Response: I remember that one of my interview questions was to lay out how I would design a "writing lab" (computer-equipped writing classroom), which didn't exist yet at my college, and support that design with theory. After I was hired (but before my contract officially started), I had to meet with an architect and work with the financial and maintenance arms of the college to actually design the room, order furniture, decide on software, etc. It was a tall order and a pretty stressful first task. I thought of this as Phelps described being asked to (quickly) design some physical spaces at Syracuse. What has saved me over the years is the concept of redesign. My lab has changed in a number of ways since its initial design (although we still have the desks and general classroom set-up I came up with), and when it was time to design another classroom, I and other writing faculty could talk about what we liked and didn't like about the first room and use it to design the second, which has also had several redesigns. I find this idea--that we work in a given context to continually revise and redesign and communicate to others the goals of the program and how these designs will further them--really helpful and productive.

Uses: Theory of design and a writing program.

Linda Adler-Kassner and Heidi Estrem, "The Journey Is the Destination," in _Organic Writing Assessment_, 2009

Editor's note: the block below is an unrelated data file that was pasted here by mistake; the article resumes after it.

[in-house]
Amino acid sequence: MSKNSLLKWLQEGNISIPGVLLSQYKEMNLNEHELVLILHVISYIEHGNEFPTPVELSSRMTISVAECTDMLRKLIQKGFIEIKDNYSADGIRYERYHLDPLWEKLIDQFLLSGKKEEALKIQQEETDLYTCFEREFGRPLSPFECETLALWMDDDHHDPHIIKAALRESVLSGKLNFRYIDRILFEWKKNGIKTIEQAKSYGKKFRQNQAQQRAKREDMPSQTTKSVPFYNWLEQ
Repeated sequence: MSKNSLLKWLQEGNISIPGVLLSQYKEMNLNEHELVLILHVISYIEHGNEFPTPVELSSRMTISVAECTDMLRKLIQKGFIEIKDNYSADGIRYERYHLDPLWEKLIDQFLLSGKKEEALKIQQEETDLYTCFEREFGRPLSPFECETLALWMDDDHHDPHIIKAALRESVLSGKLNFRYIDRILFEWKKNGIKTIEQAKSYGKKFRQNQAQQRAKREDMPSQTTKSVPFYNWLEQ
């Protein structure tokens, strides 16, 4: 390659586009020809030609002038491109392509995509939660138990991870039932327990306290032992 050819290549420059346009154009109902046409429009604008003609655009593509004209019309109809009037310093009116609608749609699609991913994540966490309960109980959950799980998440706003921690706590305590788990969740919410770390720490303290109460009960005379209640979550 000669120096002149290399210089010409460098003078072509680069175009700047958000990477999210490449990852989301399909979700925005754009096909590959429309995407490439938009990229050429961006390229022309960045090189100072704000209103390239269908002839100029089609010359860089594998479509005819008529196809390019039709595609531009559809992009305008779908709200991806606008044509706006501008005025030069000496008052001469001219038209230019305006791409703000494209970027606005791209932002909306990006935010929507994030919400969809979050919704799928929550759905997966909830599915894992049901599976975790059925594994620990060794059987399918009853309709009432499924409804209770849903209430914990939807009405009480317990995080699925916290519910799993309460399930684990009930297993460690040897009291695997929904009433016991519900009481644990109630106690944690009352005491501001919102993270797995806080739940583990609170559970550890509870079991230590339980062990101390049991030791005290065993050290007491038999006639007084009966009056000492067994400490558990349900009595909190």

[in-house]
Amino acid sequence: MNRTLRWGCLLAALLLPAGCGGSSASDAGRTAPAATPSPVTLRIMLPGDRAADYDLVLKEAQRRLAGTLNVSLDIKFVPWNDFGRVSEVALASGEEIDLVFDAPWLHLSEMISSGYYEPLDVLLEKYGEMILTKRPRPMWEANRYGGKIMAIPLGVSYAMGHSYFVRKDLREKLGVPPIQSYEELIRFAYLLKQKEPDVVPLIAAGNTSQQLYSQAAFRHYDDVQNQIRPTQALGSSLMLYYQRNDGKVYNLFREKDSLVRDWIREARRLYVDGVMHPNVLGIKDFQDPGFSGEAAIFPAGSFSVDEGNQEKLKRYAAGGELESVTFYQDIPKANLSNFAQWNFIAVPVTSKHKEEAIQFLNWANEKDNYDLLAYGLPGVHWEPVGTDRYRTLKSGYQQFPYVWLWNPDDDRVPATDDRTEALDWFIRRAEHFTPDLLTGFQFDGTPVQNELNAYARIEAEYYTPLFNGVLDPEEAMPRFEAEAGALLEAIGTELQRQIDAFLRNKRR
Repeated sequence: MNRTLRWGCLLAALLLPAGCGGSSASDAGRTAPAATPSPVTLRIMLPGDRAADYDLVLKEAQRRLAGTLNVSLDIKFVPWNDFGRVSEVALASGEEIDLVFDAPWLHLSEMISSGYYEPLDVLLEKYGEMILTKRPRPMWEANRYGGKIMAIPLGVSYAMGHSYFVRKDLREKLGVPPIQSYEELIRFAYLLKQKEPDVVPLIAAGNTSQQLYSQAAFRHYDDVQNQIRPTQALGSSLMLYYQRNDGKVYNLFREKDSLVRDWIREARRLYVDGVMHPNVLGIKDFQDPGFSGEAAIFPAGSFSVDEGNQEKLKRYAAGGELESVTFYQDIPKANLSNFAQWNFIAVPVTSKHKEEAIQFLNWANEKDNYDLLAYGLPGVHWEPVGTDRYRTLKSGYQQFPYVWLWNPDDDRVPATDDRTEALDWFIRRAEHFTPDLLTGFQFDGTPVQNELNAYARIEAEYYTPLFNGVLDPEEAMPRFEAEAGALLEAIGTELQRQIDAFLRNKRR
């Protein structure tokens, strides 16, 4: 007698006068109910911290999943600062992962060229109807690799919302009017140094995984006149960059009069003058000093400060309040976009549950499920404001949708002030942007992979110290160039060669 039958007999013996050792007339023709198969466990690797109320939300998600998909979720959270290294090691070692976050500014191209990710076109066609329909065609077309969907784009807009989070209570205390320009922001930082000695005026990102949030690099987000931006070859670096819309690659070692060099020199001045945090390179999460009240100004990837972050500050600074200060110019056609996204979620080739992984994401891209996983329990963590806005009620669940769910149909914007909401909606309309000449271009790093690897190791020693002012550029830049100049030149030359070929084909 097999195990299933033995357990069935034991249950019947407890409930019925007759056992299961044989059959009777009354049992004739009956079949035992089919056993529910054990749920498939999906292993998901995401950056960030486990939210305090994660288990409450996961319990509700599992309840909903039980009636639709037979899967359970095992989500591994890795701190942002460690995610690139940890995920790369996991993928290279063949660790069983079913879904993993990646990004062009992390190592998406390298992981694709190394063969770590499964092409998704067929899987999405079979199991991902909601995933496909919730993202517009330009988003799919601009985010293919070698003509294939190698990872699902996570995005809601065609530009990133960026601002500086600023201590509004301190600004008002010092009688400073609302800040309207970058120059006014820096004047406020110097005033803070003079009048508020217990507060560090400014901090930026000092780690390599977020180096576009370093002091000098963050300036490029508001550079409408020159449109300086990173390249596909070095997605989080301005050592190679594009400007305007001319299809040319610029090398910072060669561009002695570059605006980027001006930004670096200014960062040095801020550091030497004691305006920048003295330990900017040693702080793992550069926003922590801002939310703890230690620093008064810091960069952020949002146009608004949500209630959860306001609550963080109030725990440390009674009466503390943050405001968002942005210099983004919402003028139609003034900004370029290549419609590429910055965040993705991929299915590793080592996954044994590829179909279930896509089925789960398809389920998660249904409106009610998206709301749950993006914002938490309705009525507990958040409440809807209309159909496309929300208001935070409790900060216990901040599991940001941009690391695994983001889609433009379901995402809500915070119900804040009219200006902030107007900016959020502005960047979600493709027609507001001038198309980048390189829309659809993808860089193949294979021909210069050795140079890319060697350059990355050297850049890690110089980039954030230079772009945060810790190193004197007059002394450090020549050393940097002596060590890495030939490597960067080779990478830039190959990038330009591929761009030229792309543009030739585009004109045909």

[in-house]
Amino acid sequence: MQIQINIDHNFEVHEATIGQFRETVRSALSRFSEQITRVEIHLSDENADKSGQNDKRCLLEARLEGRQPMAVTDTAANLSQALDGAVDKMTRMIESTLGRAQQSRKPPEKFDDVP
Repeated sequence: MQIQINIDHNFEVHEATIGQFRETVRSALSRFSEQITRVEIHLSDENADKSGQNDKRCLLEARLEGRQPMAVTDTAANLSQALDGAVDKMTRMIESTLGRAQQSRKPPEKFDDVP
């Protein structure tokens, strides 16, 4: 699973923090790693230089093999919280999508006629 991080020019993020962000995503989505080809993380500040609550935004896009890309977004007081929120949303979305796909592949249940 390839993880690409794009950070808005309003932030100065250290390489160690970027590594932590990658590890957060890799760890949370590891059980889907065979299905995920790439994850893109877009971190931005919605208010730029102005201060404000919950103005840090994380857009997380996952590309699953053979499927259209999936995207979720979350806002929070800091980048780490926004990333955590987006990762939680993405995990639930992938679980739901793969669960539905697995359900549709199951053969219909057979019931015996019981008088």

Summary: The authors describe the development of a writing assessment program at Eastern Michigan University. A key point to the piece is that assessment programs should be grounded in a particular context (they use the term "place"). Additionally, they used the assessment program to "make visible the work of first-year writing students in various ways across campus," and to have the results be useful--to instructors, students, and other constituencies on campus, including administration. One of the most compelling elements of the article is how the authors engaged the university community in a cross-disciplinary discussion about writing and what makes it good; then, they used several different mapping methods to produce an assessment process and rubric that reflected the values of that particular university. The resultant process yielded qualitative and quantitative data on students' portfolio writing that enabled them to revise (and explain) the writing program and its courses.